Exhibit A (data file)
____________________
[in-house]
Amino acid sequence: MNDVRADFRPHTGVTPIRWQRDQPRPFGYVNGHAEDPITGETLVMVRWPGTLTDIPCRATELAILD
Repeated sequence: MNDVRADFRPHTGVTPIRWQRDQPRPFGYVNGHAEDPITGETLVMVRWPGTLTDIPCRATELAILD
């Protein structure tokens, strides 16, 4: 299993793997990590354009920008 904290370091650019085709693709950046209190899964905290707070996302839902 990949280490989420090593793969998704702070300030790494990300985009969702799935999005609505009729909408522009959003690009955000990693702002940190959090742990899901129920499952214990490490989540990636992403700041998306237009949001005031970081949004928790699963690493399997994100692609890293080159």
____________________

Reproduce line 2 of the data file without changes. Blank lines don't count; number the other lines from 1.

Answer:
Amino acid sequence: MNDVRADFRPHTGVTPIRWQRDQPRPFGYVNGHAEDPITGETLVMVRWPGTLTDIPCRATELAILD